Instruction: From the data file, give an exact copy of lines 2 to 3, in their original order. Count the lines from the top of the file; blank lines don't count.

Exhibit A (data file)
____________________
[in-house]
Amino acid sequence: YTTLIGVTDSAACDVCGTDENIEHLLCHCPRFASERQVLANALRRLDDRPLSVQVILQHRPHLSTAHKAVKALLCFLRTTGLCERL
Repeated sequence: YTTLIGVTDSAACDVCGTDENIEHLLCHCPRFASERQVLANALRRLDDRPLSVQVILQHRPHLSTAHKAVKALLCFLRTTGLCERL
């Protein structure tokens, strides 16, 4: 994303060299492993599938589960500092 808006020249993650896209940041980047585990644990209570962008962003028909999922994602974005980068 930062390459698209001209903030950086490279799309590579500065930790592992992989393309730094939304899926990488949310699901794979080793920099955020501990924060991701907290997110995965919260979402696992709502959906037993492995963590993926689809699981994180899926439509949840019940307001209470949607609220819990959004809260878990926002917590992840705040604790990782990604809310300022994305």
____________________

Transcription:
Amino acid sequence: YTTLIGVTDSAACDVCGTDENIEHLLCHCPRFASERQVLANALRRLDDRPLSVQVILQHRPHLSTAHKAVKALLCFLRTTGLCERL
Repeated sequence: YTTLIGVTDSAACDVCGTDENIEHLLCHCPRFASERQVLANALRRLDDRPLSVQVILQHRPHLSTAHKAVKALLCFLRTTGLCERL